The former engine room of Leeds’ industrial might has been earmarked as prime for urban redevelopment. Jonathan Brown examines a new scheme that could revive the South Bank.
A £1billion masterplan to help transform Leeds’ South Bank over the next 100 years has been drawn up by leading architects and developers in the city.
The One Leeds proposal includes building a state-of-the-art World Trade Center exhibition and conference centre, up to 1,000 apartments, 1million sq ft of office space, 3,000 car parking spaces plus hotels, cafes, restaurants and shops.
Centred around The Tetley contemporary art gallery on the 22acre area once occupied by the Tetley Brewery, the scheme could realise Leeds City Council’s ambitions for a city centre park and “urban eco-settlement” set out in the South Bank Planning Statement it adopted in 2011.
Developer One Leeds PLC has held talks over its South Bank plan with high-level council executives as far back as April 2013 and claims to have had “meaningful negotiations” with a major landowner in the area.
The company has described the scheme as “one of the most significant urban developments the city will have ever witnessed in its 1,300-year history”.
Adam Sims, managing director of One Leeds PLC, told the YEP: “This is a major world-class regeneration project, so there’s an awful lot to do before work can start, probably in 2017.
“But what excites me is the enormous enthusiasm from local stakeholders at all levels, and the wisdom and vision of organisations such as Leeds Civic Trust is invaluable.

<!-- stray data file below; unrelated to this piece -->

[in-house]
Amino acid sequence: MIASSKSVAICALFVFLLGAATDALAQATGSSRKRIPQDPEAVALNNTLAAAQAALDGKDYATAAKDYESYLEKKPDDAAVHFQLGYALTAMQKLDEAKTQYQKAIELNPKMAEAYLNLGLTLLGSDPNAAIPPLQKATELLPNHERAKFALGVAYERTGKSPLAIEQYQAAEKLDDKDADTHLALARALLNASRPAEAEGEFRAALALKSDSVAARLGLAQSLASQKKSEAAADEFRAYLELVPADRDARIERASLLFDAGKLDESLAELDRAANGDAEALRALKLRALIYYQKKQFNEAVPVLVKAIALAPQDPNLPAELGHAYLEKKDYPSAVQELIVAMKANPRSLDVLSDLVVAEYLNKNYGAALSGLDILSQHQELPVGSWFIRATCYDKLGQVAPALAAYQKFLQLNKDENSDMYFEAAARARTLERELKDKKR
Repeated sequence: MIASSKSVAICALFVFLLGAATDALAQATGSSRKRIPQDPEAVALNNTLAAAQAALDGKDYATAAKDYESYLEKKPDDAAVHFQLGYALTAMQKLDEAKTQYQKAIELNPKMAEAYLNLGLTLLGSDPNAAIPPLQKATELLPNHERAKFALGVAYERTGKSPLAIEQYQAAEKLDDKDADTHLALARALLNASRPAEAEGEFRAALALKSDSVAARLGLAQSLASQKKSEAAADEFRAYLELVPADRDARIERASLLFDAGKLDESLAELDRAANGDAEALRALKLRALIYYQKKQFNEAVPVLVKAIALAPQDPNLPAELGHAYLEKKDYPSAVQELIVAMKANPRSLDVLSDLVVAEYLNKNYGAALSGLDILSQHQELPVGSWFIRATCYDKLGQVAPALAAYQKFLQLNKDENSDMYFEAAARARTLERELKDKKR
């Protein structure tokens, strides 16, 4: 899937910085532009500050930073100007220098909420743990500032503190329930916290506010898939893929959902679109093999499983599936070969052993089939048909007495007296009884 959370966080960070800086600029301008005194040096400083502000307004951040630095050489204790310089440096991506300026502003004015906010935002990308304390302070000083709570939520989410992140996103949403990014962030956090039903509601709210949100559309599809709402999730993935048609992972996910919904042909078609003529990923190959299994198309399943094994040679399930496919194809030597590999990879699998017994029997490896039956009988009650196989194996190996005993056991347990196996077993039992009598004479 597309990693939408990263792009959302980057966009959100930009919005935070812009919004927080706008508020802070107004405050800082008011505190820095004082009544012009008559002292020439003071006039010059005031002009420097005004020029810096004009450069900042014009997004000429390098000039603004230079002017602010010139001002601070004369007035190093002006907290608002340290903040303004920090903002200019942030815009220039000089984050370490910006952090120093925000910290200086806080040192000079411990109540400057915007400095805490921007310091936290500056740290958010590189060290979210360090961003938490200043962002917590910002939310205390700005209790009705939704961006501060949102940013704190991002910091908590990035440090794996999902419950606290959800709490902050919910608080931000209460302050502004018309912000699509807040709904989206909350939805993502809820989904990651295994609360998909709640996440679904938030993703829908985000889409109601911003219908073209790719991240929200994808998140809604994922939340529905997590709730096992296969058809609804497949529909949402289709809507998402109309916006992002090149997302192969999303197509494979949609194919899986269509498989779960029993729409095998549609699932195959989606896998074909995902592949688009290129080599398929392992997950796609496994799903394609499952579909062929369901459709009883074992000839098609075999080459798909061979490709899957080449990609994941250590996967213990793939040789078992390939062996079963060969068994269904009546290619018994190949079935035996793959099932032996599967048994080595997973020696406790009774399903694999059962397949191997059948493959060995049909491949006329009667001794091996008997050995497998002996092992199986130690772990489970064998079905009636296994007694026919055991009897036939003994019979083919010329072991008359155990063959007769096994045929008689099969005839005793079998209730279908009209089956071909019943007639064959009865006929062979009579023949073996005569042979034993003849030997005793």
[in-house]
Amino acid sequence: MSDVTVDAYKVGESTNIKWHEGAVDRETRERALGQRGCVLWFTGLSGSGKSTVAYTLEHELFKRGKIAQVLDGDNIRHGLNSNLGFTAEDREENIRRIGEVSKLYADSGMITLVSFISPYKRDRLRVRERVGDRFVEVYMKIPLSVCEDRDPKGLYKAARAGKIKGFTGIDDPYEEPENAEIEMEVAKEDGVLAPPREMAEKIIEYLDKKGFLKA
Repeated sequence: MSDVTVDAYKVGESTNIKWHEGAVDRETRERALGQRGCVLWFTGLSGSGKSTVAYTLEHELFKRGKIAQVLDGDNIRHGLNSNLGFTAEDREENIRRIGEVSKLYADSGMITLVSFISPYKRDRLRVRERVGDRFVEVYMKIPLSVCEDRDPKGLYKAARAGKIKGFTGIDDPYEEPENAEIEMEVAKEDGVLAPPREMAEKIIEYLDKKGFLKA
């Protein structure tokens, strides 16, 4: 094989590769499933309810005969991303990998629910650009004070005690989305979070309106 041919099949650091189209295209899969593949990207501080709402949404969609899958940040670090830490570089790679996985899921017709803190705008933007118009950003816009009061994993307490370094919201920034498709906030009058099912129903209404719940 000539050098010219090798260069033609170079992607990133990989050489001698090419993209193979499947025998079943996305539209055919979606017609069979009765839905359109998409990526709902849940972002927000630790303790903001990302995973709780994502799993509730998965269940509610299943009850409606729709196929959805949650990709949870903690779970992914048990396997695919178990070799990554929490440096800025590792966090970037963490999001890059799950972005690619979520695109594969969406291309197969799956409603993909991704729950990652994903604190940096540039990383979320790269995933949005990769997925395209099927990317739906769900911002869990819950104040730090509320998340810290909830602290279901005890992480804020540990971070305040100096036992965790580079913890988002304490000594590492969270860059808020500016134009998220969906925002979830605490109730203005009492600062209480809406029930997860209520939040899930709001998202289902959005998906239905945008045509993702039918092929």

“I’m passionate about seeing the former Tetley site transformed into one of the finest examples of urban regeneration in western Europe.”
Mr Sims, who claims to have invested £2m in cash in getting the project ready for planning, said One Leeds could accommodate up to 10,000 workers and residents when completed.
Money from investment both locally and overseas would be sought to make the development a reality – constructing and operating the estate is estimated to cost around £800m.
“I am strongly committed to ‘conscious capitalism’ – the notion of generating inclusive economic benefit through the action of doing business,” he added.
One Leeds PLC hopes to connect the development with the £250m Leeds Trolleybus scheme (New Generation Transport), which will have a station adjacent on its link from Stourton in the south of the city to Holt Park in the north.
Drawings show that it comprises of around 30 building plots of differing sizes within a 22acre space surrounded by Crown Point to the east, Meadow Lane to the west and Brewery Wharf and Hunslet to the north and south.
Leeds Civic Trust has given feedback on early One Leeds proposals. Director of the trust Dr Kevin Grady said: “We are pleased there is some sense that there is something that potentially might happen on the land. In effect it’s such a crucially important site that it has to be got right.”
He said that the trust “admires the ambition” of the plan and particularly welcomed the idea of conferencing and exhibition facilities, though it has suggested further meetings with interested parties could help refine ideas.
Stating that the trust had initial concerns over how One Leeds “treated the Tetley site as an island”, Dr Grady added: “They would benefit from considerable discussion with the city council and other stakeholders.”
Leeds City Council has confirmed the group has met with the authority’s director of development. A spokeswoman said: “The council welcomes informal discussions with all developers and is aware of these aspirations.”
The One Leeds plan comes months after it was announced that Leeds City Council had appointed developer Arup and Gehl Architects to deliver a plan to redevelop the South Bank. In particular their plans, due to be presented by the end of this year, aim to make the most of the proposed HS2 rail line and transport interchanges with the trolleybus and buses, while covering pedestrian and cycle access.
The Tetley Brewery site lies at the very heart of the Leeds South Bank, which was cleared of the majority of its industrial buildings in 2012 before a 900-space temporary car park and small green space were laid out by landowners Carlsberg alongside the new Tetley art gallery.